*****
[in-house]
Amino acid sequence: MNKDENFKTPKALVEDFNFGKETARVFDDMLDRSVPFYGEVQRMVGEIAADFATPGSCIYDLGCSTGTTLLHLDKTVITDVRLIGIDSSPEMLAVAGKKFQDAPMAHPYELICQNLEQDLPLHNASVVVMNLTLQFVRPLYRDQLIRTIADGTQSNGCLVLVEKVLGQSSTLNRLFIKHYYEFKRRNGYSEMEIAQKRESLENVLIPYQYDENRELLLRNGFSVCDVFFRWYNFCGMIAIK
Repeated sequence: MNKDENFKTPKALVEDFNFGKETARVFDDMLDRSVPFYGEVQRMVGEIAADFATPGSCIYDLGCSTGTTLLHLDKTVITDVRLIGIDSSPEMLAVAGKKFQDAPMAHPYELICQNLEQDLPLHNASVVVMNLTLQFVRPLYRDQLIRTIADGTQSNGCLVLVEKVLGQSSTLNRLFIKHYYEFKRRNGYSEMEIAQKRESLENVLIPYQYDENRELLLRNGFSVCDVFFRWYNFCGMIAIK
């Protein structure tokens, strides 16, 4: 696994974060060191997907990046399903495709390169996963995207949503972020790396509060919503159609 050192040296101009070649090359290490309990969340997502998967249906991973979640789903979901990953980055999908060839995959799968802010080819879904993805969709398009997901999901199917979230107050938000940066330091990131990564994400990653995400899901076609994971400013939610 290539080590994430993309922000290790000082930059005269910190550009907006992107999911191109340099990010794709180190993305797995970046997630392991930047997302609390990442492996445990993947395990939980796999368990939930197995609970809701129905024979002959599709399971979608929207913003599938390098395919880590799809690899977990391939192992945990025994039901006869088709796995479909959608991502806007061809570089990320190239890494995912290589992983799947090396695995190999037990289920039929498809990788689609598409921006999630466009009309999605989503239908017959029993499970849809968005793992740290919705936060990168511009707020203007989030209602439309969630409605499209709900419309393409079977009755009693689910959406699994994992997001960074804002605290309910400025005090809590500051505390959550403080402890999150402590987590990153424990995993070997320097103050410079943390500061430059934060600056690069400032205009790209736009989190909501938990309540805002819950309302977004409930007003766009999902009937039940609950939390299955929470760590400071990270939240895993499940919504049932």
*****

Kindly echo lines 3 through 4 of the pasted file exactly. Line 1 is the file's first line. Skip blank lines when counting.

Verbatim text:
Repeated sequence: MNKDENFKTPKALVEDFNFGKETARVFDDMLDRSVPFYGEVQRMVGEIAADFATPGSCIYDLGCSTGTTLLHLDKTVITDVRLIGIDSSPEMLAVAGKKFQDAPMAHPYELICQNLEQDLPLHNASVVVMNLTLQFVRPLYRDQLIRTIADGTQSNGCLVLVEKVLGQSSTLNRLFIKHYYEFKRRNGYSEMEIAQKRESLENVLIPYQYDENRELLLRNGFSVCDVFFRWYNFCGMIAIK
């Protein structure tokens, strides 16, 4: 696994974060060191997907990046399903495709390169996963995207949503972020790396509060919503159609 050192040296101009070649090359290490309990969340997502998967249906991973979640789903979901990953980055999908060839995959799968802010080819879904993805969709398009997901999901199917979230107050938000940066330091990131990564994400990653995400899901076609994971400013939610 290539080590994430993309922000290790000082930059005269910190550009907006992107999911191109340099990010794709180190993305797995970046997630392991930047997302609390990442492996445990993947395990939980796999368990939930197995609970809701129905024979002959599709399971979608929207913003599938390098395919880590799809690899977990391939192992945990025994039901006869088709796995479909959608991502806007061809570089990320190239890494995912290589992983799947090396695995190999037990289920039929498809990788689609598409921006999630466009009309999605989503239908017959029993499970849809968005793992740290919705936060990168511009707020203007989030209602439309969630409605499209709900419309393409079977009755009693689910959406699994994992997001960074804002605290309910400025005090809590500051505390959550403080402890999150402590987590990153424990995993070997320097103050410079943390500061430059934060600056690069400032205009790209736009989190909501938990309540805002819950309302977004409930007003766009999902009937039940609950939390299955929470760590400071990270939240895993499940919504049932």